Manchester scientists unlock Alzheimer’s gene comparing brains of mice and men

A crucial breakthrough in detecting Alzheimer’s has been made by scientists at The University of Manchester – by comparing the brains of mice and humans.

The innovative approach has seen researchers comparing thousands of brain scans of both man and mouse to find a common gene that influences the incurable disease.

The lead researchers drudged through the world’s two largest scientific data stores of human and rodent DNA to make the surprising discovery.

Dr. Reinmar Hager is a senior at the university’s Faculty of Life Sciences.

He said: “What is critical about this research is that we have not only been able to identify this specific gene but also the networks it uses to influence a disease like Alzheimer’s.

The discovery of the gene, dubbed MGST3, will help identify people at risk of developing the condition as well as improve treatments and preventative measures.

Researcher David Ashbrook, who also works at the Faculty of Life Sciences, believes this comparison of man and beast will soon be common practice.

“The advantage of working this way is that it is much easier to identify a genetic variant,” he said.

“By taking information from mice and comparing it to human gene information we can identify the same variant much more quickly.”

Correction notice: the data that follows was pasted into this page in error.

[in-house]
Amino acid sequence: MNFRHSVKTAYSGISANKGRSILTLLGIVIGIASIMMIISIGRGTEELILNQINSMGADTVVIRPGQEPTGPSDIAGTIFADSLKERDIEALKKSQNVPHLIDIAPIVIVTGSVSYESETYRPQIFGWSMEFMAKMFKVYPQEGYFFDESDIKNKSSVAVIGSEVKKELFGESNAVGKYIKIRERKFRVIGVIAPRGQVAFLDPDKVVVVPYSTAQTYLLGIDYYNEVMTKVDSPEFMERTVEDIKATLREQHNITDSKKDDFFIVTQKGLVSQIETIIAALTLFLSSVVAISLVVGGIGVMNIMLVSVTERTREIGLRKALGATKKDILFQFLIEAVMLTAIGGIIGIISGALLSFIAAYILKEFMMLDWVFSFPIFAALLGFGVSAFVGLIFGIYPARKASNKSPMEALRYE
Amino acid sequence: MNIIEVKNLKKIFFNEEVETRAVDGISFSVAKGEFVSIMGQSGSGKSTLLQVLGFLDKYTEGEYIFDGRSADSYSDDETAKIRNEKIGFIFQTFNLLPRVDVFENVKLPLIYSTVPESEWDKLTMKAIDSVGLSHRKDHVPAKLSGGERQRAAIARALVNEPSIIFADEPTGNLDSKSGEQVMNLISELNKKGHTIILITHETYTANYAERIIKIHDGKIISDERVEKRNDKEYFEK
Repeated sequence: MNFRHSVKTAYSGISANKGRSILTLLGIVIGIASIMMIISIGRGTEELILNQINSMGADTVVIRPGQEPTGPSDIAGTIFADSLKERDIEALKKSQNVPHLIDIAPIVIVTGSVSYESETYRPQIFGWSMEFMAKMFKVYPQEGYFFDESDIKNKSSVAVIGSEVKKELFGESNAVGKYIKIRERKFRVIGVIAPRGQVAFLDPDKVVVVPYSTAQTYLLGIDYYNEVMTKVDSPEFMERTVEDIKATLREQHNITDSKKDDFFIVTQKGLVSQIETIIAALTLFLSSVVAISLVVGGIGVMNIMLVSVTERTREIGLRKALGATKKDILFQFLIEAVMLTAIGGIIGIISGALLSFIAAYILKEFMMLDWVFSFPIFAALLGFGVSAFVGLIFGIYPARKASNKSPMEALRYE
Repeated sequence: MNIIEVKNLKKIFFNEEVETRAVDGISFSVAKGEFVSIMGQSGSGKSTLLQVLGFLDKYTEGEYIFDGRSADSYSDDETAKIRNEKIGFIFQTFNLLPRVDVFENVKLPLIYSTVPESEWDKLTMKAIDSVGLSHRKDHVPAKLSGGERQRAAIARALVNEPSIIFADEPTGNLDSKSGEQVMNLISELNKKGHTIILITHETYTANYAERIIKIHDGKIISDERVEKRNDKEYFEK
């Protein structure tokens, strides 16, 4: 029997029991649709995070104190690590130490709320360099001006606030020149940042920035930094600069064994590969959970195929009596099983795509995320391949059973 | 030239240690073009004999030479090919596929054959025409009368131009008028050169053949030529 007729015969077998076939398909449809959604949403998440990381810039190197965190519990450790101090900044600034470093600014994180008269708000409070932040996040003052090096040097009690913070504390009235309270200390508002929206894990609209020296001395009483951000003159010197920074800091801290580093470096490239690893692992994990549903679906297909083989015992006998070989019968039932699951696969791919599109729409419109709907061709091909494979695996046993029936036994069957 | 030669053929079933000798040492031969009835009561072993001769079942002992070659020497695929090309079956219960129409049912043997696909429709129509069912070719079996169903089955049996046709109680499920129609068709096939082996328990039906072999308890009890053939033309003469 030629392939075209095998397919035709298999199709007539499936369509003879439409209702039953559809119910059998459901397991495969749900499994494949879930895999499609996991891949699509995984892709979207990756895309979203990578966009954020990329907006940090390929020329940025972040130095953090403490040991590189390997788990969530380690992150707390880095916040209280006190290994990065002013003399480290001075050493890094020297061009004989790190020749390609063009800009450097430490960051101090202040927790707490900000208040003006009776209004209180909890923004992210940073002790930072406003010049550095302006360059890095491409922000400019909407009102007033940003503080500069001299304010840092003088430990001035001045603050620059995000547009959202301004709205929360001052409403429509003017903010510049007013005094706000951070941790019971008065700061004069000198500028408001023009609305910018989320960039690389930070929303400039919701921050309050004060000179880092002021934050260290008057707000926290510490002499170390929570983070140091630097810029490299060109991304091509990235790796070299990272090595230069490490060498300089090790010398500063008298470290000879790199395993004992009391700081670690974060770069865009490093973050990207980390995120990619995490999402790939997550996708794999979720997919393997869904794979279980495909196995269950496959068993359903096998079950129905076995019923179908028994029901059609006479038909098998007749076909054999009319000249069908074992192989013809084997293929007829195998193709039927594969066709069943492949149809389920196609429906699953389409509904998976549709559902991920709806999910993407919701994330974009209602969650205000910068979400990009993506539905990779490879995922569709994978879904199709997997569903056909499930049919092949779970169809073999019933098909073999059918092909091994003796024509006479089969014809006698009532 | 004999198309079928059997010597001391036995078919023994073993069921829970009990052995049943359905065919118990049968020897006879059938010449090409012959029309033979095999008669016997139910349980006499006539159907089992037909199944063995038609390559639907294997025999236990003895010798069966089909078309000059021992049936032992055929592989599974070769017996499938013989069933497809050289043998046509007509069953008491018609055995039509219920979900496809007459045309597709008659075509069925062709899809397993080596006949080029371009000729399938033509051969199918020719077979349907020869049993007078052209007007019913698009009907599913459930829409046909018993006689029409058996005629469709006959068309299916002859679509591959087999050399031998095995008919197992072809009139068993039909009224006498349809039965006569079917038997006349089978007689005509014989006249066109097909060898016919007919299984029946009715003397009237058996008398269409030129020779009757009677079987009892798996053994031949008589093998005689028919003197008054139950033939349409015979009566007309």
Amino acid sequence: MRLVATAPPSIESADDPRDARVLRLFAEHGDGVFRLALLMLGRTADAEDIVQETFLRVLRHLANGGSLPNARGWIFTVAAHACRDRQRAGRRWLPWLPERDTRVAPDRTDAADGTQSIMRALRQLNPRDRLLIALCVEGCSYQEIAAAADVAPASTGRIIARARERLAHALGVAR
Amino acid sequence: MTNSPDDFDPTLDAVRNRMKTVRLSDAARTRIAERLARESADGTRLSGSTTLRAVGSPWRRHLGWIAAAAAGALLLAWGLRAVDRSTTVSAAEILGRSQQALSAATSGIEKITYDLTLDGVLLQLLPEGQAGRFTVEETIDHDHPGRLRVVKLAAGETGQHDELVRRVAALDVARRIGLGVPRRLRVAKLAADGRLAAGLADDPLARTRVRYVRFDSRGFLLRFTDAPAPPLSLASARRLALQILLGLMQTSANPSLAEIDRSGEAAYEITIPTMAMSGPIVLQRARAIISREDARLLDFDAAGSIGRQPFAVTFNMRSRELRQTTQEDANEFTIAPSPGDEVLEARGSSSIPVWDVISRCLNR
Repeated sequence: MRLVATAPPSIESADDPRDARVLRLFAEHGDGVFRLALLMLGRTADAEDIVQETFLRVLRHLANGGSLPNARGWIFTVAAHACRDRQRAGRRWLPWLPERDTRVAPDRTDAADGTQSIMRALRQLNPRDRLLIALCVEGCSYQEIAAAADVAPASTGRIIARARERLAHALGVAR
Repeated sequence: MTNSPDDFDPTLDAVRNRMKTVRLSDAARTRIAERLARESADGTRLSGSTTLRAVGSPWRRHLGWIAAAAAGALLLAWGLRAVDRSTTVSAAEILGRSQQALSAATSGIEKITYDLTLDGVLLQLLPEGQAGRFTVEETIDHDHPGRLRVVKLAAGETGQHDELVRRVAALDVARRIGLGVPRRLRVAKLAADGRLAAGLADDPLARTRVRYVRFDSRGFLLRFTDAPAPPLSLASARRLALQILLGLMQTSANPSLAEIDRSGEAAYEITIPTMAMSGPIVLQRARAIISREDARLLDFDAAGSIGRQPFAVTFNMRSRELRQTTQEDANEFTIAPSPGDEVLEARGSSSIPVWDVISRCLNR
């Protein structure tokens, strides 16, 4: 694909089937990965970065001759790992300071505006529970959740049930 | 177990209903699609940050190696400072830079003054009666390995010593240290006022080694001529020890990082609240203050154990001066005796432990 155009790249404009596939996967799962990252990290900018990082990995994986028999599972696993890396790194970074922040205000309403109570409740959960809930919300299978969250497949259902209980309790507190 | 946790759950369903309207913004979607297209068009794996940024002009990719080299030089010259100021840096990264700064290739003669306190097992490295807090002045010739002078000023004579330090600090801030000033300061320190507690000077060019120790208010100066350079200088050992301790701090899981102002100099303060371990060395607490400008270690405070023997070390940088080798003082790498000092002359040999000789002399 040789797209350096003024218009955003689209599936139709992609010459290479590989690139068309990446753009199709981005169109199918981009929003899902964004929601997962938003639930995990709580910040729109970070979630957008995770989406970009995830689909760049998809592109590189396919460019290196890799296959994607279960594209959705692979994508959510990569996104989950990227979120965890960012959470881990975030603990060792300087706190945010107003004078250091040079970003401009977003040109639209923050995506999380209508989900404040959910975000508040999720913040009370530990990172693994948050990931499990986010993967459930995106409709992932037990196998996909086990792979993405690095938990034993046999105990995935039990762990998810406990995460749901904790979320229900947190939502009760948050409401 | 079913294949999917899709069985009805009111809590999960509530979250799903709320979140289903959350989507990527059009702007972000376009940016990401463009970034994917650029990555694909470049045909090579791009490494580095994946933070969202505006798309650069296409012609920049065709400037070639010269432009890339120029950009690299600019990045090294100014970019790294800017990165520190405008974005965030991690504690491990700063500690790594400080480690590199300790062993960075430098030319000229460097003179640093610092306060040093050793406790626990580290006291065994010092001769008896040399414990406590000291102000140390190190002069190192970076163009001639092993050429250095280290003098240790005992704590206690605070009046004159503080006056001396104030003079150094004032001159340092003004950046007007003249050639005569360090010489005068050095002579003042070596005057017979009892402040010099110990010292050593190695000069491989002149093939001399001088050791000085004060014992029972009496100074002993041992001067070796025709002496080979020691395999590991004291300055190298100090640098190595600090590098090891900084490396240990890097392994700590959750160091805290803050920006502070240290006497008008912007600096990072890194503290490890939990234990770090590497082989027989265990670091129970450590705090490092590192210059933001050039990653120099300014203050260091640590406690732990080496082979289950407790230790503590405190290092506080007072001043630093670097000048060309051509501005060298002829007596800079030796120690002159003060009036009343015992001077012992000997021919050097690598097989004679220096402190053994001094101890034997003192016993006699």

And it is the modernizing world that will help halt afflictions such as Alzheimer’s.

He added: “We are living in a big data world. A lot of that information is now widely shared so by mining what we already know we can learn so much more, advancing our knowledge of diseases and ultimately improving detection and improving.”

The ENIGMA Consortium and The Mouse Brain Library are the world’s two largest data stores.

Combined, both contain nearly 35,000 brain scans of both man and beast.

The research paper: “Joint genetic analysis of hippocampal size in mouse and human identifies a novel gene linked to neurodegenerative disease” has been published in the journal BMC Genomics.

For the curious and appreciative of their work, these data stores can be accessed by clicking here.

Image courtesy of Garrat Garrison, via Flickr, with thanks

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